London, Asharq Al-Awsat—Upon entering the mysterious, charming, and dimly lit hall that hosts the Pearl Exhibition in the Victoria and Albert Museum in London, one is immediately overwhelmed with a feeling of diving into the deep sea.
On display at the exhibition are over 200 pieces of jewelry and works of art that celebrate the aesthetic value of the pearl and its function as symbol of status and wealth. It begins with an insight into the natural history of pearls and explores the trade route from the Arabian Gulf to Europe and Asia, and then moves on to celebrate a wide range of unique pieces made from pearls from all over the world.
The exhibition is based on a similar display that took place in Doha, Qatar, in 2012, which highlighted the importance pearls and the pearl-diving industry throughout the history of the Arabian Gulf, as well as the impact of the pearl on the jewelry industry worldwide.
In collaboration with the Qatar Museums Authority, the exhibition was transferred to London and entrusted to jewelry experts Beatrice Chador Simpson and Huber Barry, the latter of whom is the head of Qatar’s jewelry museum, which is currently in the planning stage.
In a conversation with Asharq Al-Awsat, Simpson her biggest challenge in bringing the exhibition to London was adapting it to suit the British public. She said: “As an expert on the history of jewelry, I was entrusted to reformulate the exhibition to fit the Victoria and Albert Museum. We have already expanded and added to the previous exhibition and include some new themes. The work took about a year, including the completion of a very special book.”
She said the main difference from the exhibition in Doha was the inclusion of a broader range of pearls: “There is the historical aspect, alongside the story of pearl diving and the industry in the Gulf. We chose to show the history of pearl use from the Roman times through the medieval era and up to the 19th century. I think we have presented the Arabian Gulf pearls in a global and historical context.”
Simpson adds that the historical narrative also addresses the role of the Japanese Mikimoto in pearl production after discovering pearl farming.
The exhibition includes a pearl-drop earring worn by Charles I to his execution in 1649, as well as a necklace of cultured pearls given to Marilyn Monroe, pieces worn by Marie Antoinette, and beautiful pearl tiaras worn by the European aristocracy throughout history.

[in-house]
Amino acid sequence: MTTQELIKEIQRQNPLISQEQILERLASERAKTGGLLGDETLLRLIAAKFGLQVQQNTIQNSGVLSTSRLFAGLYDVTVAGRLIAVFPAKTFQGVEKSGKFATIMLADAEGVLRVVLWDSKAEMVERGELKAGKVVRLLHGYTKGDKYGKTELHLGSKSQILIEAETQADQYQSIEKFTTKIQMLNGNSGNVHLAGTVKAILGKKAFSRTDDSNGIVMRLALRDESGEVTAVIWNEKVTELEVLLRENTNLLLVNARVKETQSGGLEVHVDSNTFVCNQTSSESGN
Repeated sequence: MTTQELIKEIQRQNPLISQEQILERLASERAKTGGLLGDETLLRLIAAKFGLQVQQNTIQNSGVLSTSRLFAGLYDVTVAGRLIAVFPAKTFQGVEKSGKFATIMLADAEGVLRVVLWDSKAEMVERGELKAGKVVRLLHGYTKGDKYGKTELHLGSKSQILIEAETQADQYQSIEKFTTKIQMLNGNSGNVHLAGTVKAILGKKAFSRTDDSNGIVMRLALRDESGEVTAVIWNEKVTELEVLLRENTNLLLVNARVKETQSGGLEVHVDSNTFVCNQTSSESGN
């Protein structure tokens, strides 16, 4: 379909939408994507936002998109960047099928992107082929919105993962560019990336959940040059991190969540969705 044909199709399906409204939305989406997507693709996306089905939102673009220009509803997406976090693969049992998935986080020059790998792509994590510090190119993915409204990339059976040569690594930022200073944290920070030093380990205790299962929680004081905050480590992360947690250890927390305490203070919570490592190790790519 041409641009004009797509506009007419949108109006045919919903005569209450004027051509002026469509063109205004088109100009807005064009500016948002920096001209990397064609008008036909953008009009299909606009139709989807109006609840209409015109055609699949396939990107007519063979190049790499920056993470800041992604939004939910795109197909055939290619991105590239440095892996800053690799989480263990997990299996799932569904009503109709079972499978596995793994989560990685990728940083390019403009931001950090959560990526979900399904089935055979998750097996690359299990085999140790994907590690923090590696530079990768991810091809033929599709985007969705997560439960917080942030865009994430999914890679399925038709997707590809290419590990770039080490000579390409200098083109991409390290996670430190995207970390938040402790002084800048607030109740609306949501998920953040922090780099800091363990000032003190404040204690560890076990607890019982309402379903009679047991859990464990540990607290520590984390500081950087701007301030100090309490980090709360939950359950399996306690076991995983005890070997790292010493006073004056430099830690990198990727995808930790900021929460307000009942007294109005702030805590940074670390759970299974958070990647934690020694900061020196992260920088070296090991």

From the other side of the world, also on display are an Indian Maharajah’s coat embroidered with pearls, a Chinese imperial robe studded with pearls, as well as wedding head-dresses, also from China.
After an extensive display of historical pieces, the exhibition moves on to present artificial pearls and the industrialization of pearl production initiated by Kokichi Mikimoto in Japan. This includes a set of pots bearing piles of Chinese pearls, in reference to the fact that the pearl, enjoyed by an exclusive minority in the past, has become accessible to everyone. “It displays the democratization of the pearl,” as Simpson described it.
Local and contemporary pieces include the crown worn by the late Princess Diana and earrings that belonged to actress Elizabeth Taylor. There is also a pearl-studded necklace made by Cartier, on which Simpson remarked: “When we see this simple piece, we don’t know the time and effort invested in it. Cartier traveled to the Arabian Gulf specifically to pick the pearls himself. It is not easy to select optimum pearls and they don’t come in similar sizes and with similar sparkle. If we consider the history of the pearl, the number of divers who sank into the depths of the ocean for pearls, and the number of shells opened to find the perfect pearl beads, we see that the process is very detailed.”
“Pearls” runs at the Victoria and Albert Museum in London until January 19, 2014. More information can be found on their website.